“The spirit and direction of the nation are founded upon and reflected in its historic heritage; the historical and cultural foundations of the nation should be preserved as a living part of our community life and development in order to give a sense of orientation to the American people…”


Cultural resources at Palmetto Commerce Parkway Extension


Protecting and Sharing Our Cultural Heritage

Cultural resources are archaeological sites, historic buildings, cemeteries, battlefields, landscapes, historic structures, traditional cultural places, and objects. They are the threads that tie the present to the past to create a national fabric that represents who we are as individuals, as a state, and as a nation.

To protect our nation’s heritage, Congress passed laws and regulations that require all cultural resources on federal lands such as national parks, national forests, and military installations be protected and managed. Projects that use federal funds or require federal permits, such as highway constructions, also must abide by these laws. In the Lowcountry of South Carolina, cultural resources are protected by the Coastal Zone Management Act.

Cultural resource management services often are provided by private consulting firms that employ archaeologists, historians, and GIS specialists. Their job is to find and identify cultural resources, to evaluate the resources following the guidelines of the National Register of Historic Places, and to prepare a report about their research for the agencies in charge of protecting our heritage. In South Carolina, the South Carolina Department of Archives and History reviews archaeological reports prepared by management firms and decides which resources are important and should be protected.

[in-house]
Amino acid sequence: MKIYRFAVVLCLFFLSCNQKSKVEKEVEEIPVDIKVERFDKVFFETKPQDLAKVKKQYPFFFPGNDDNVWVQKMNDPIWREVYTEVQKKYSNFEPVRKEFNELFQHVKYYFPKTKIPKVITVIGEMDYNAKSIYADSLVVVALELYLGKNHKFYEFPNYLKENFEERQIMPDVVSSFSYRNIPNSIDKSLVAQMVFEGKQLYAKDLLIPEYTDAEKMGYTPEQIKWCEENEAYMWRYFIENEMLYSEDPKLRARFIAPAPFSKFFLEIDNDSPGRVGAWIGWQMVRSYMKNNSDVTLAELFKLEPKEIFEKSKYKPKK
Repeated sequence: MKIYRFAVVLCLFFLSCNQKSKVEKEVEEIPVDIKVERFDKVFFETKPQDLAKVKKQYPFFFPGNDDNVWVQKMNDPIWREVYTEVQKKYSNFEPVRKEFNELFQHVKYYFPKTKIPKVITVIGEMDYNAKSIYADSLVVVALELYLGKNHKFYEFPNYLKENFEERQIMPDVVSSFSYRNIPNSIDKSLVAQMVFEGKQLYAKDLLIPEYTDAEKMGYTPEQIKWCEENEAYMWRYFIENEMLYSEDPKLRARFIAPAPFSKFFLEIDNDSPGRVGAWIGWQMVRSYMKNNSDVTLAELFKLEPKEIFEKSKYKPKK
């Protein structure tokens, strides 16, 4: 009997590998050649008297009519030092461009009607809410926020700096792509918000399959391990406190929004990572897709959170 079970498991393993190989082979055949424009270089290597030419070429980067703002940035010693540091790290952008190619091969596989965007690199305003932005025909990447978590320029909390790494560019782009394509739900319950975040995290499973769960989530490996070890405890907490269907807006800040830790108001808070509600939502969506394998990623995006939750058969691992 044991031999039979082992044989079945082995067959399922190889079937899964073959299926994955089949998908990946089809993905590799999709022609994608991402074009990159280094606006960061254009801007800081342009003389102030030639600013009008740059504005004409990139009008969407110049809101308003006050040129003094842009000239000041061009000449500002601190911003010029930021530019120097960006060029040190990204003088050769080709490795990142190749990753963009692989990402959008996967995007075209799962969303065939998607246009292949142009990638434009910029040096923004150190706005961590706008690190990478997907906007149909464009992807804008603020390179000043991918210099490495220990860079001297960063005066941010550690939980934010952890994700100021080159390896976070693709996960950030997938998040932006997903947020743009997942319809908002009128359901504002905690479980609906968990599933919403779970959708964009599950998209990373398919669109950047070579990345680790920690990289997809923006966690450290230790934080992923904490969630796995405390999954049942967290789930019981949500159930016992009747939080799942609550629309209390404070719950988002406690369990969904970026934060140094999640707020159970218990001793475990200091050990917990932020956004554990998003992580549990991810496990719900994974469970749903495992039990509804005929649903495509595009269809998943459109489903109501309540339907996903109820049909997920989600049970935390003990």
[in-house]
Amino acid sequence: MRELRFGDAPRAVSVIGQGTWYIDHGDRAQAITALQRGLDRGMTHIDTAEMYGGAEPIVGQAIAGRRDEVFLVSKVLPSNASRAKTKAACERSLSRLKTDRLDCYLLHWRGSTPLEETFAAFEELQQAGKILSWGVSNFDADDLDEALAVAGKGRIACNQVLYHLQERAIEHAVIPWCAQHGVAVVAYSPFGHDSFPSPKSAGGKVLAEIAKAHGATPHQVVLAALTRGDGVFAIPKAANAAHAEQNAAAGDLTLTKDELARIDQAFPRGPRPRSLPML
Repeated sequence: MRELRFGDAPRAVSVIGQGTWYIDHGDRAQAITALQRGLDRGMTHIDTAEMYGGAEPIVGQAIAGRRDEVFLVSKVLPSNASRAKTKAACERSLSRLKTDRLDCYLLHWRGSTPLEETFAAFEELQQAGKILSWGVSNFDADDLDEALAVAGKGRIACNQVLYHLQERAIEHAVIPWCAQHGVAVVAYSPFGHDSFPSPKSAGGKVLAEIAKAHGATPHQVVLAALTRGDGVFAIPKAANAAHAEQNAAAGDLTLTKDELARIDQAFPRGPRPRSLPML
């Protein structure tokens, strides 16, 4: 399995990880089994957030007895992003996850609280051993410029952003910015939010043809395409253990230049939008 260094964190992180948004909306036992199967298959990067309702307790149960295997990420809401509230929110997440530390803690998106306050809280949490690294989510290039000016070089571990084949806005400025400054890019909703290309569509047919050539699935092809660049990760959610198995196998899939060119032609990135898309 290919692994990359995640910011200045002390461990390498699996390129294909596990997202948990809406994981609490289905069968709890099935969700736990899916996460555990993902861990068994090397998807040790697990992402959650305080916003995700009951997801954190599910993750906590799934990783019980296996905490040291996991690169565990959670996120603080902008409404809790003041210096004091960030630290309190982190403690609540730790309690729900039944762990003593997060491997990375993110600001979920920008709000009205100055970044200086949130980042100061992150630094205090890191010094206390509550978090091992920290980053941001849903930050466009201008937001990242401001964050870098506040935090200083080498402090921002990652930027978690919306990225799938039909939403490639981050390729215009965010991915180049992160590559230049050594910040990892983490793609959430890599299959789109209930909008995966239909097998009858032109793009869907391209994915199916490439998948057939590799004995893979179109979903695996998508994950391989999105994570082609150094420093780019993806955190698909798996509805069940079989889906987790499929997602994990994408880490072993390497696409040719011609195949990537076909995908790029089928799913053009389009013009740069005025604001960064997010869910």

Further Exploration

The South Carolina Department of Archives and History

African Diaspora Archaeology Network

Lowcountry Digital Library

How to Evaluate and Nominate Designed Historic Landscapes
by Timothy and Genevieve Keller, US Department of the Interior, National Parks Services, Washington, D.C., 1994.

Uncommon Ground, Archaeology and Early African America 1650-1800
by Leland Ferguson, Smithsonian Books, Washington, D.C., 1992.

The Archaeology of Slavery and Plantation Life
by Theresa Singleton, Academic Press, Orlando, Florida, 1985.

Slave Counterpoint, Black Culture in the Eighteenth Century Chesapeake and Lowcountry
by Philip D. Morgan, University of North Carolina Press, 1998.

The Gullah People and Their African Heritage
by William S. Pollitzer, University of Georgia Press, Athens, 2005.

Sweetgrass Baskets and the Gullah Tradition
by Joyce Coakley, Arcadia Press, Charleston, 2005.

The Carolina Rice Kitchen: The African Connection
by Karen Hess, University of South Carolina Press, 1992.

19th century brick building foundation.

A 19th century brick building foundation.

Archaeologists dig shovel tests to find sites.

Archaeologists dig shovel tests to find sites.

Archaeologist mapping rice field features.

Archaeologist mapping rice field features.